You look at your sales quota and see yourself falling short, so you begin panicking and thinking you need to run after every opportunity possible. Your logic says that the only way you can make your number is by chasing anything that moves. Sounds logical, right? Let’s not kid ourselves, we’ve all done it. The problem is that this habit is the best way to ensure you miss your number.
You’ll make your number once you get focused, and that starts with your time. Time is a beast that controls you because there are only 24 hours in a day. Regardless of who you are or what you do, it is impossible to make more time. The only thing within your control is using your time as efficiently as possible. You can only use your time efficiently when you stay focused on doing one thing.
How many customer requests are you trying to chase in a day? How many emails and calls are you trying to respond to in a day? The sum of these numbers can be overwhelming, but you have to stop and remind yourself that not all of them are created equal. Each demand on your time must address this one question: will spending time on this help me achieve my goal? In this case, the goal is your sales quota. Too often, I hear salespeople claiming to be buried with too much to do, yet they still find time to monitor social media or check the company sales scoreboard to see who has sold something today. Each one of your activities must be preceded with this question to yourself: “Will this activity help me make my sales quota?” I have had salespeople go as far as printing that question and posting it above their computer screen.
Many salespeople I’ve coached have used this simple technique and within a few weeks, discovered an extra 30 minutes to two hours of time for themselves to sell. Think about that for a moment. I challenge you to try it, you have nothing to lose and only your sales quota to gain.
Now let’s talk about getting focused with our customers. Regardless if you’re an account manager or spend 100% of your day prospecting, not every customer or prospect is equal. Let me share one technique for each of these types of people.
First, if you’re the account manager, do not allow the customer to manage you. It is your job to manage the customer. Just because it has been your habit to visit the customer every Tuesday and spend 2+ hours with them talking to anybody and everybody does not mean it’s a good use of time. If you have a set amount of time you spend with a customer, I challenge you to cut it back by 20%. I’ve coached many salespeople on this simple move and initially, they told me that it can’t be done. Something funny always happens and that is, nothing happens! The customer never notices – things still get done and the account executive has just freed up an extra hour or more a week. This same technique translates into other activities.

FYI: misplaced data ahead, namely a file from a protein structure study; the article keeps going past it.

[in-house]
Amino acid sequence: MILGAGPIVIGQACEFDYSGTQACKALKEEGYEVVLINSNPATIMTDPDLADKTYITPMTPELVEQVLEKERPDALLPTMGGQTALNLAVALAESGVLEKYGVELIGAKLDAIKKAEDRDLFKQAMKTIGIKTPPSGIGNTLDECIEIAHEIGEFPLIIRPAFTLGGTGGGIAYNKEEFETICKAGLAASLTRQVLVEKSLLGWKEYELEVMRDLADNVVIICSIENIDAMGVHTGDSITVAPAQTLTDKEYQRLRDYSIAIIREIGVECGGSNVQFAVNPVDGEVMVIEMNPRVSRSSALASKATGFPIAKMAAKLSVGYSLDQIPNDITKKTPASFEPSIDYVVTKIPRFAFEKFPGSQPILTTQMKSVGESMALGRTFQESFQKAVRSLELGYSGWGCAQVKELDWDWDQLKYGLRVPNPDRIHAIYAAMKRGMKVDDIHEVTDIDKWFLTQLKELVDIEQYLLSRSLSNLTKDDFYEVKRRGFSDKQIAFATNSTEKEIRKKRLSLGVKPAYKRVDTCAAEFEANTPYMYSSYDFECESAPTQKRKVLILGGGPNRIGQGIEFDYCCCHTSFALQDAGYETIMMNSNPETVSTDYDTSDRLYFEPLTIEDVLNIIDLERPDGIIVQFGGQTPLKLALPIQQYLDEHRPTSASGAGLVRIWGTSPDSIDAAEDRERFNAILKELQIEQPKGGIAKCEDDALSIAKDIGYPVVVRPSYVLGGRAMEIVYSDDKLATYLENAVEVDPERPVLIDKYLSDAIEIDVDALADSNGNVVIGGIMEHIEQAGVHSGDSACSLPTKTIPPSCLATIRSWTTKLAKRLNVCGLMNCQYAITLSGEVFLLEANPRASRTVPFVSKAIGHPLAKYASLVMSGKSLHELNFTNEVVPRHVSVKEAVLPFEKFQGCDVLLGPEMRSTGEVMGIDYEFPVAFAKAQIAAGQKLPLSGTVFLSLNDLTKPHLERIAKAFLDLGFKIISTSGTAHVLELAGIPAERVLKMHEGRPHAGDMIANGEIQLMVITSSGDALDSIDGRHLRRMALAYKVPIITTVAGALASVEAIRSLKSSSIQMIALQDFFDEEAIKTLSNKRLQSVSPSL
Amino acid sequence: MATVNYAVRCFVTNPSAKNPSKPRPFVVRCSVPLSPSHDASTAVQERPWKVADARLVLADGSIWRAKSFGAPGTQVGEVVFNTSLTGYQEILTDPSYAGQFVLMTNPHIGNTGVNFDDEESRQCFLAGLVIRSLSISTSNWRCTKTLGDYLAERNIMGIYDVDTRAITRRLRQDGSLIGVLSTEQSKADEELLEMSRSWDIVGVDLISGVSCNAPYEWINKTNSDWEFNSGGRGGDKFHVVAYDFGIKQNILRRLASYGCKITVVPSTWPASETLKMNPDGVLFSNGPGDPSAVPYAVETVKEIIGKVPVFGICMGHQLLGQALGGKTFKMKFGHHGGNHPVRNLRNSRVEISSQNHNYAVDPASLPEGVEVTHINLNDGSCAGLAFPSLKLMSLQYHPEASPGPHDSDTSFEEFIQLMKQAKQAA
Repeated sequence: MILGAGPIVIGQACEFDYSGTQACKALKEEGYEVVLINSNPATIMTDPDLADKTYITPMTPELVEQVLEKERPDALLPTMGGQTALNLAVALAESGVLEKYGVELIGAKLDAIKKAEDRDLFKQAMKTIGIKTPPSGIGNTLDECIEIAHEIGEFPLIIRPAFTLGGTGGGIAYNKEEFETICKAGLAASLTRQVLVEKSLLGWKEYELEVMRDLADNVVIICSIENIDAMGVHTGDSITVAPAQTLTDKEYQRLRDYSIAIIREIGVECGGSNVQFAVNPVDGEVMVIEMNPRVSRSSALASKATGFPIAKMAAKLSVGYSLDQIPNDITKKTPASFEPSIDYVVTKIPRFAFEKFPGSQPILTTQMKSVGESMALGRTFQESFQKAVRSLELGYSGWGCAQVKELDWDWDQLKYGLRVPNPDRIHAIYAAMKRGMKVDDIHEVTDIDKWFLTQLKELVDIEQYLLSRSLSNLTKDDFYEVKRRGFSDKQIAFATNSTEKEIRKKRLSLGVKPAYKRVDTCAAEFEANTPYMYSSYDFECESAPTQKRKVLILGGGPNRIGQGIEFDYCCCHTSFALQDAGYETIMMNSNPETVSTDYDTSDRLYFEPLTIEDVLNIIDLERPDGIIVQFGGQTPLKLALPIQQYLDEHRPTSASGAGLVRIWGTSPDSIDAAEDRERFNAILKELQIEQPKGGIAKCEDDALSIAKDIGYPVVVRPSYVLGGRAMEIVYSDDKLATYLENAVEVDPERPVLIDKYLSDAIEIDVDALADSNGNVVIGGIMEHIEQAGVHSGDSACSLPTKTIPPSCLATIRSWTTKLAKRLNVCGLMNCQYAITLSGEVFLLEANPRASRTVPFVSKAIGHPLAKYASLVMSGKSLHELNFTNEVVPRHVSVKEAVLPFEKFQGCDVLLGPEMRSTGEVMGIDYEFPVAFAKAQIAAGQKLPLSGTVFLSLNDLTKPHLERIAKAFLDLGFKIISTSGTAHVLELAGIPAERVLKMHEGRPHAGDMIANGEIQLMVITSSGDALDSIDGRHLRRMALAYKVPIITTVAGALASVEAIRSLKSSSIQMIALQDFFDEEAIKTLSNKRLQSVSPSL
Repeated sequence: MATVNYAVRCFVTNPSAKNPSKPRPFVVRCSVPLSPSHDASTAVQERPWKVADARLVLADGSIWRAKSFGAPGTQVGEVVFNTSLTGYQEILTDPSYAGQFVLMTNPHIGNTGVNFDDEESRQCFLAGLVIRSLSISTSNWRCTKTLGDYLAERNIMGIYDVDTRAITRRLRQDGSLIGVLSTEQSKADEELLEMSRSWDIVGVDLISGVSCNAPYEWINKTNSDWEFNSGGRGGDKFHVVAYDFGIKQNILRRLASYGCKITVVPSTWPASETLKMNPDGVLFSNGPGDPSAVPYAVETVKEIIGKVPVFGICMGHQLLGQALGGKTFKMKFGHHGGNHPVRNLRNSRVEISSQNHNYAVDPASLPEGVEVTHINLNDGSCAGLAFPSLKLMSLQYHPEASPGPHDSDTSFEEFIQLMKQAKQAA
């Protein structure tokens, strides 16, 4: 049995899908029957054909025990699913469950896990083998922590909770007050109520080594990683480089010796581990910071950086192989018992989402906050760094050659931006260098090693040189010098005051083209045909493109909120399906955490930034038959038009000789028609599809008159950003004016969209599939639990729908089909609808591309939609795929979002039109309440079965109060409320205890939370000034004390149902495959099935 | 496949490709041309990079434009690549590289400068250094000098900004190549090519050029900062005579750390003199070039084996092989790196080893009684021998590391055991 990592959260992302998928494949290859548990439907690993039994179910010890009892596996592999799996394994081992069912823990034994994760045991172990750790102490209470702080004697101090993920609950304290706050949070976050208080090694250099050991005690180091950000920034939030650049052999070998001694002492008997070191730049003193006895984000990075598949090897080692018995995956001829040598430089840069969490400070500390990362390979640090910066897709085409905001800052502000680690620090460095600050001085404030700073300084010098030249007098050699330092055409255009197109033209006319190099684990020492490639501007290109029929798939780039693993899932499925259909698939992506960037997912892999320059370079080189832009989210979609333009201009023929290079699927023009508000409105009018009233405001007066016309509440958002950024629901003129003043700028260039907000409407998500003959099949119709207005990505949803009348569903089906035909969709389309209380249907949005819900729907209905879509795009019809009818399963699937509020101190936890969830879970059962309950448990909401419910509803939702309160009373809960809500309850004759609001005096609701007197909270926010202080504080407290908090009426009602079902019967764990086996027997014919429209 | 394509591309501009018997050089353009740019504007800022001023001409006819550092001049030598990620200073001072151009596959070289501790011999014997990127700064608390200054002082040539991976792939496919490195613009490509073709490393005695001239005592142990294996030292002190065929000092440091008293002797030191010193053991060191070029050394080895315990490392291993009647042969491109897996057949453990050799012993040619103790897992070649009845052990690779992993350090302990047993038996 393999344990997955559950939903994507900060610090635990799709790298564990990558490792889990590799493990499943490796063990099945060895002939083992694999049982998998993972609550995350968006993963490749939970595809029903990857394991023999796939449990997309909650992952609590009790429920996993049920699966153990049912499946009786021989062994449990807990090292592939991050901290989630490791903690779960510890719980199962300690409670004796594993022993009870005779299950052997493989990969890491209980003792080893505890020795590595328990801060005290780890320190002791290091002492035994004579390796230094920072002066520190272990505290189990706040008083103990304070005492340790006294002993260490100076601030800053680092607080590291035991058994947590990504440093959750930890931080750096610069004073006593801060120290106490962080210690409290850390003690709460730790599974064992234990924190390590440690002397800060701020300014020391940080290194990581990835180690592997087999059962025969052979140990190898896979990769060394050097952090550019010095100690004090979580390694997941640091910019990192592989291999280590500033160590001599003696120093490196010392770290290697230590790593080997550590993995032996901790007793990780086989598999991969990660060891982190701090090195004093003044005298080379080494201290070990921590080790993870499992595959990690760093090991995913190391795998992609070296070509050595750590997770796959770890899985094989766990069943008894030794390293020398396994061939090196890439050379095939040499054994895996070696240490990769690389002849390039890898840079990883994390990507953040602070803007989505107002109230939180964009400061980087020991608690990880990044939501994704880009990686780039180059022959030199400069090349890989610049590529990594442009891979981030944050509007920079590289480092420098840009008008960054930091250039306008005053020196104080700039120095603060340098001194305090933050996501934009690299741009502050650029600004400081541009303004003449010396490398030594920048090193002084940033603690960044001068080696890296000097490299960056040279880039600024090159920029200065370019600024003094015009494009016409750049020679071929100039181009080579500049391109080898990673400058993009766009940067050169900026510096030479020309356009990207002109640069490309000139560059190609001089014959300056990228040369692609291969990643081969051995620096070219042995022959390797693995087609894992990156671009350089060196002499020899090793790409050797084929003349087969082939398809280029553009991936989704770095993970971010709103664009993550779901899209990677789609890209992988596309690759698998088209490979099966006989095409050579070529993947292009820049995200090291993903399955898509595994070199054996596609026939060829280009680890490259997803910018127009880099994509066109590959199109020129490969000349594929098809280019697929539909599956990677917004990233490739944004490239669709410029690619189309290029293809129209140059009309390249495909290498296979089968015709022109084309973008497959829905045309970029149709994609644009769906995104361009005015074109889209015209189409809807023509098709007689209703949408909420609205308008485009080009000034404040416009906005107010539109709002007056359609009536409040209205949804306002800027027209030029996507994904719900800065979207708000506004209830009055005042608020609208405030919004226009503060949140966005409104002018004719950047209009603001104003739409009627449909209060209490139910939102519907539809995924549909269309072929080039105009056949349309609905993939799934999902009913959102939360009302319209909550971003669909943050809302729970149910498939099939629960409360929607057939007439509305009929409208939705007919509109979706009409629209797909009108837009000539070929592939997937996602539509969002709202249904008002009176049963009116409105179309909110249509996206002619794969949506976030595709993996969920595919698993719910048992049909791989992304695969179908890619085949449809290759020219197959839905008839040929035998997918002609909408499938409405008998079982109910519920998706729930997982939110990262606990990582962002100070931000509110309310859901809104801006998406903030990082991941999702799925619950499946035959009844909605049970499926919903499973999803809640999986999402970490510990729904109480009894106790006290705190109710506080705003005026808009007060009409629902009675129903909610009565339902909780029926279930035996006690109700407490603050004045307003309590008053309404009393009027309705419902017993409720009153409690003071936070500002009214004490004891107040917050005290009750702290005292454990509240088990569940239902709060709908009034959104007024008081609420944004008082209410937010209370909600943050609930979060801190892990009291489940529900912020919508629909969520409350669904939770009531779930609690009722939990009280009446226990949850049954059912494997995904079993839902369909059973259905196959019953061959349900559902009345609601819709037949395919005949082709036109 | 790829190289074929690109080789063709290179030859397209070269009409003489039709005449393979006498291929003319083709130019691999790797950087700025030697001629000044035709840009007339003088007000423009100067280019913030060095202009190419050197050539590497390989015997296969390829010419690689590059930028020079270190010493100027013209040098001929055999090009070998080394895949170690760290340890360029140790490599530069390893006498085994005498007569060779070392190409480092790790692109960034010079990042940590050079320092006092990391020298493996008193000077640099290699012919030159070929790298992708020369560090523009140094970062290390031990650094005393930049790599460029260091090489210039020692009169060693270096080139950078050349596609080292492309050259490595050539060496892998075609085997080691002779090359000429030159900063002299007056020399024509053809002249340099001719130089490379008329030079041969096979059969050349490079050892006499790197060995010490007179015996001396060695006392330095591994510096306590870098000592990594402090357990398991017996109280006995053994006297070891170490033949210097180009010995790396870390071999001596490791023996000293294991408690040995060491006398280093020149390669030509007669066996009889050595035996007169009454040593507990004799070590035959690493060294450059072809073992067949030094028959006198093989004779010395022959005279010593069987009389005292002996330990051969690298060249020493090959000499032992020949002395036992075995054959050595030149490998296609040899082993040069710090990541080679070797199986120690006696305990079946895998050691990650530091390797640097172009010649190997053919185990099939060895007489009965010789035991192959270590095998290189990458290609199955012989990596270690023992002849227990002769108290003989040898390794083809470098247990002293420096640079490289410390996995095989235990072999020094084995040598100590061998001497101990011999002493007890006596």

The extra time you gain can now be spent on opening up new opportunities, in turn giving you more ways to make your sales quota. Remember, no one meets their quota based on the amount of time they spend with a customer. They make their quota based on what they sell during the time they spend with the customer.
If you spend your day prospecting, you narrow your focus by not randomly firing prospecting missiles hoping to hit something. Narrow your focus and only work one type of prospect at a time. I suggest doing this by day or by week. Example, you might have 4 industries you typically prospect, so this means you would take one day a week and dedicate to one specific industry. It’s amazing how much more focused you become when everything you do for a full day is geared to a similar set of issues / opportunities.
You may not be able to dedicate an entire day to one niche, but you can at least dedicate a few hours or a half-day. The key is getting focused to allow you to become more confident. The more confident you are, the faster you’ll become. What an amazing concept – the more focused you are, the faster you move.
Focus is about doing one thing at a time, being focused on that one thing and seeing it through to completion. It’s not what you start that makes a difference – it’s what you finish that matters.
Copyright 2020, Mark Hunter “The Sales Hunter” Sales Motivation Blog. Mark Hunter is the author of High-Profit Prospecting: Powerful Strategies to Find the Best Leads and Drive Breakthrough Sales Result